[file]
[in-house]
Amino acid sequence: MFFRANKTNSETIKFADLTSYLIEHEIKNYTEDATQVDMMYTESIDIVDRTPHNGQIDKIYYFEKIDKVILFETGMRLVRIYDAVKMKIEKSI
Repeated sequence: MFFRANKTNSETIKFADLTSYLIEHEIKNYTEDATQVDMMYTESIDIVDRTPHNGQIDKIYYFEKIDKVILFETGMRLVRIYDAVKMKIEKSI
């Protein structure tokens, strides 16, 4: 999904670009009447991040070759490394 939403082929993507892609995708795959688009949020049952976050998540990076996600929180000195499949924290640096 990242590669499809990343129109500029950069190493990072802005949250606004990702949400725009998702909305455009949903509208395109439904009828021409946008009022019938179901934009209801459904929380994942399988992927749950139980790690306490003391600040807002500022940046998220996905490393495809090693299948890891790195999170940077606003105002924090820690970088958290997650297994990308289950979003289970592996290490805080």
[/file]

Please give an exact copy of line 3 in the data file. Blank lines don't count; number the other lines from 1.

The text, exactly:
Repeated sequence: MFFRANKTNSETIKFADLTSYLIEHEIKNYTEDATQVDMMYTESIDIVDRTPHNGQIDKIYYFEKIDKVILFETGMRLVRIYDAVKMKIEKSI